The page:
Category Archives: Body and Sexuality

Our Privilege Is Showing

I have a client who has been dealing with chronic pain and spinal issues ever since I started working with her over two years ago. Approximately 7 months ago, she went in for an injection to reduce inflammation and pain in her cervical spine (the medical description of what they did is beyond most of us, so I’m going to skip that.)

To make a long story short, things didn’t go well. Somehow, they injured a nerve during the injection, and my client noticed immediately that she was unable to use her right hand; by that evening my client was in the ICU receiving huge amounts of medications to elevate her blood pressure so that they could maintain blood flow in her spinal column.  She lived through the ordeal, but was left with excruciating pain in her left arm and very little function in her left hand.  The muscles in her hand are wasting, she can’t move her fingers very much and cannot use the hand for anything more than a paperweight. She can’t tie her own shoes, pull up and button her own pants, or pick up anything that requires two hands. She struggles with simple things like showering and getting dressed, and it’s almost impossible to do the things that would allow her to take care of her family.  Worst of all is the constant searing pain in her left arm that increases any time she puts any pressure on her left hand. Physical therapy is so agonizingly painful that she cannot eat before she goes to therapy or she vomits.

Sounds awful doesn’t it? Aren’t you glad it isn’t you? Me too.  Sadly instead of giving her a place to share her emotions and honestly talk about her agony and suffering, friends, family, and even her doctors all say the same thing to her:

“Aren’t you glad it isn’t your right arm?”

Well…yes, she is grateful that she is still able to sign a check, or write a note to another person. She is grateful that her dominant arm wasn’t impacted.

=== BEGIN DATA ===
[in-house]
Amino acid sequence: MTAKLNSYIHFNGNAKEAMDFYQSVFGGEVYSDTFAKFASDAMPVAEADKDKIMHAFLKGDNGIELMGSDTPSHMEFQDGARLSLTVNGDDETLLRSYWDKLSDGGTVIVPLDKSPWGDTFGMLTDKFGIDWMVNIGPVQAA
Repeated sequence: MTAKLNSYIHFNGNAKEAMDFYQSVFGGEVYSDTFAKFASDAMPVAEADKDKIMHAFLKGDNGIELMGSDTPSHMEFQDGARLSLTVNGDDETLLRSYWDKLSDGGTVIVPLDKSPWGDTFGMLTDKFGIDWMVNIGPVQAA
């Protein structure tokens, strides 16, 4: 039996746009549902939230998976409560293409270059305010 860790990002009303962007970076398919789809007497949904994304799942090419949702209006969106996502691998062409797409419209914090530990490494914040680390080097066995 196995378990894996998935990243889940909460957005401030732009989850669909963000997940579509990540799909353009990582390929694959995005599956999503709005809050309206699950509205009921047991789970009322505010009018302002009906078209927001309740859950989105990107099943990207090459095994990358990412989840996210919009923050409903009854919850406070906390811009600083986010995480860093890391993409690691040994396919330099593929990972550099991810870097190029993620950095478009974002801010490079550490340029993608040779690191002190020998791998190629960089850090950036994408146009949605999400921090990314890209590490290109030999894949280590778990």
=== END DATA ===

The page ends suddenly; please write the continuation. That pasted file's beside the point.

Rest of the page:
But how is that statement supposed to be comforting to her?  Imagine what it would be like if I lit your left arm on fire and it had to stay on fire for the remainder of today, just today…not 7 months of agony, like my client.  Would you welcome people saying “Aren’t you glad it isn’t your right arm?”

I’ll bet not. I’ll bet you’d want to scream “Make it stop! Make the pain stop!  I can’t take anymore!”

But no one is going to make it stop for my client. Barrows Neurological can’t make it stop. The malpractice suit isn’t going to make it stop. Pain medication barely touches it because it’s nerve pain. Nothing…nothing…NOTHING is going to make it stop.

Aren’t you glad it isn’t your right arm?

People say things like that for a number of reasons. First, they cannot feel just how much pain she’s in. Second, they don’t understand that this may be permanent and even progressive. Third, they don’t realize how much they use both hands when they need to get things done.

But the biggest reason that people say this is because they don’t want to have to acknowledge my client’s immense suffering. The idea that life can randomly, arbitrarily deal out such horrific suffering is more than most people can bear, and so they push the idea away with bland platitudes and stupid statements that demand the suffering person “see the bright side of things”. You know, because, happy and all that!